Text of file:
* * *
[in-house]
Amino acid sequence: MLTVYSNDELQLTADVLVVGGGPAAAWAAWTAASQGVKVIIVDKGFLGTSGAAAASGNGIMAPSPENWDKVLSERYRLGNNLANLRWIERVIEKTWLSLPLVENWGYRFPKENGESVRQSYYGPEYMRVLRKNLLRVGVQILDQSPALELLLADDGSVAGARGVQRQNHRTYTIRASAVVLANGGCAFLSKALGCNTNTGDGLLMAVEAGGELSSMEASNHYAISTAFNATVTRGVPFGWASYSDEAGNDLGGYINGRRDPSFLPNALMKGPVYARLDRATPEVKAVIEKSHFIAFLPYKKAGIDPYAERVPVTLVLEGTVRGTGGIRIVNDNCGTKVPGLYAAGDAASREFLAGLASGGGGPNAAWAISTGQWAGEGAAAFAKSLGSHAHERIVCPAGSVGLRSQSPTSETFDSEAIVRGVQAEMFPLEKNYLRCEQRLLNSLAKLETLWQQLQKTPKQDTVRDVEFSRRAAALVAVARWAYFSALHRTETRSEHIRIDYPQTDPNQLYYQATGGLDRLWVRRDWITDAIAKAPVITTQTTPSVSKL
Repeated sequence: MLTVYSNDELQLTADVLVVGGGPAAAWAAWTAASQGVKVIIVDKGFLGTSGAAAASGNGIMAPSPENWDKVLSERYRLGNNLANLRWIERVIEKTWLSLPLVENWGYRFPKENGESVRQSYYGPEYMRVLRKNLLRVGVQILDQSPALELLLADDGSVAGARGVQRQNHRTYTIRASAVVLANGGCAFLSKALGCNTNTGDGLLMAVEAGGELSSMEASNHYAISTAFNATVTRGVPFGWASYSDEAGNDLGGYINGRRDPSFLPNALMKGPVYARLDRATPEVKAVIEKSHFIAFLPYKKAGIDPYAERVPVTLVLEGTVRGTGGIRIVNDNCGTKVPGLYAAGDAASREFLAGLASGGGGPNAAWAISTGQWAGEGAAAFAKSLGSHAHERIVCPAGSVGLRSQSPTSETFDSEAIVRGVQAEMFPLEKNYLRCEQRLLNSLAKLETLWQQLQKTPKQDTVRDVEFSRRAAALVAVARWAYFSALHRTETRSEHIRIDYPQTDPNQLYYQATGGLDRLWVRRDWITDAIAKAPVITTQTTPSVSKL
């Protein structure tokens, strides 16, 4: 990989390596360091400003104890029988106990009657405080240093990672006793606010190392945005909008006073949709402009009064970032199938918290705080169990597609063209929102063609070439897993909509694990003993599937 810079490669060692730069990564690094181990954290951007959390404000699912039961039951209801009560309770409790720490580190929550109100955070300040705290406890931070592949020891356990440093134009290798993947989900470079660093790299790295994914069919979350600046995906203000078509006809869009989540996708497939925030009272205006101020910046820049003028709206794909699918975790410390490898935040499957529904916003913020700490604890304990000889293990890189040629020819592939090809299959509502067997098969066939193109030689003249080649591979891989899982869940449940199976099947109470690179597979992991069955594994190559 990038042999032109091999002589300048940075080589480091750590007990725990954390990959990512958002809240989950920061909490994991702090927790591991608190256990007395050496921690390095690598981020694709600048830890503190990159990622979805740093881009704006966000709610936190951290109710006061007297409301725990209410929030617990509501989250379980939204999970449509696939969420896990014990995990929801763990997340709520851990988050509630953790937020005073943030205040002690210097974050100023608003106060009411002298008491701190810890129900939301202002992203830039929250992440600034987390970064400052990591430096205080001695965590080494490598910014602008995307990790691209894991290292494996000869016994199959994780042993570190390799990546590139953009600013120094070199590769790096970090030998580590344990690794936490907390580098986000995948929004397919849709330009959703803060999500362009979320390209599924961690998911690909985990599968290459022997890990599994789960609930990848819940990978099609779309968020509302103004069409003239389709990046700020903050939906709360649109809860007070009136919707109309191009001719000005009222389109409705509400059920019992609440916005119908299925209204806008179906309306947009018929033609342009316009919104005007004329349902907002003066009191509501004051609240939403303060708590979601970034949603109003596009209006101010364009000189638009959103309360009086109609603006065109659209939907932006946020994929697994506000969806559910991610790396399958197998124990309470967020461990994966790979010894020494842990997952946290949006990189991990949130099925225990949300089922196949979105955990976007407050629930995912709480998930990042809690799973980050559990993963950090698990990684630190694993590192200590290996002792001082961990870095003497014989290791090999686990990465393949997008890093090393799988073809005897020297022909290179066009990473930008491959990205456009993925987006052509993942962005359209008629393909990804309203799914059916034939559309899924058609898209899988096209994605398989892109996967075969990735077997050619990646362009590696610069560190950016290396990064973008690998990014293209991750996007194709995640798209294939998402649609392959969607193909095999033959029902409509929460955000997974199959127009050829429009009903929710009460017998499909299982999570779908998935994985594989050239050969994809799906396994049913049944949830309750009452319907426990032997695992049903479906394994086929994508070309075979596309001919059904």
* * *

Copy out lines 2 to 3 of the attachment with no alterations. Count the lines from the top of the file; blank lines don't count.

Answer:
Amino acid sequence: MLTVYSNDELQLTADVLVVGGGPAAAWAAWTAASQGVKVIIVDKGFLGTSGAAAASGNGIMAPSPENWDKVLSERYRLGNNLANLRWIERVIEKTWLSLPLVENWGYRFPKENGESVRQSYYGPEYMRVLRKNLLRVGVQILDQSPALELLLADDGSVAGARGVQRQNHRTYTIRASAVVLANGGCAFLSKALGCNTNTGDGLLMAVEAGGELSSMEASNHYAISTAFNATVTRGVPFGWASYSDEAGNDLGGYINGRRDPSFLPNALMKGPVYARLDRATPEVKAVIEKSHFIAFLPYKKAGIDPYAERVPVTLVLEGTVRGTGGIRIVNDNCGTKVPGLYAAGDAASREFLAGLASGGGGPNAAWAISTGQWAGEGAAAFAKSLGSHAHERIVCPAGSVGLRSQSPTSETFDSEAIVRGVQAEMFPLEKNYLRCEQRLLNSLAKLETLWQQLQKTPKQDTVRDVEFSRRAAALVAVARWAYFSALHRTETRSEHIRIDYPQTDPNQLYYQATGGLDRLWVRRDWITDAIAKAPVITTQTTPSVSKL
Repeated sequence: MLTVYSNDELQLTADVLVVGGGPAAAWAAWTAASQGVKVIIVDKGFLGTSGAAAASGNGIMAPSPENWDKVLSERYRLGNNLANLRWIERVIEKTWLSLPLVENWGYRFPKENGESVRQSYYGPEYMRVLRKNLLRVGVQILDQSPALELLLADDGSVAGARGVQRQNHRTYTIRASAVVLANGGCAFLSKALGCNTNTGDGLLMAVEAGGELSSMEASNHYAISTAFNATVTRGVPFGWASYSDEAGNDLGGYINGRRDPSFLPNALMKGPVYARLDRATPEVKAVIEKSHFIAFLPYKKAGIDPYAERVPVTLVLEGTVRGTGGIRIVNDNCGTKVPGLYAAGDAASREFLAGLASGGGGPNAAWAISTGQWAGEGAAAFAKSLGSHAHERIVCPAGSVGLRSQSPTSETFDSEAIVRGVQAEMFPLEKNYLRCEQRLLNSLAKLETLWQQLQKTPKQDTVRDVEFSRRAAALVAVARWAYFSALHRTETRSEHIRIDYPQTDPNQLYYQATGGLDRLWVRRDWITDAIAKAPVITTQTTPSVSKL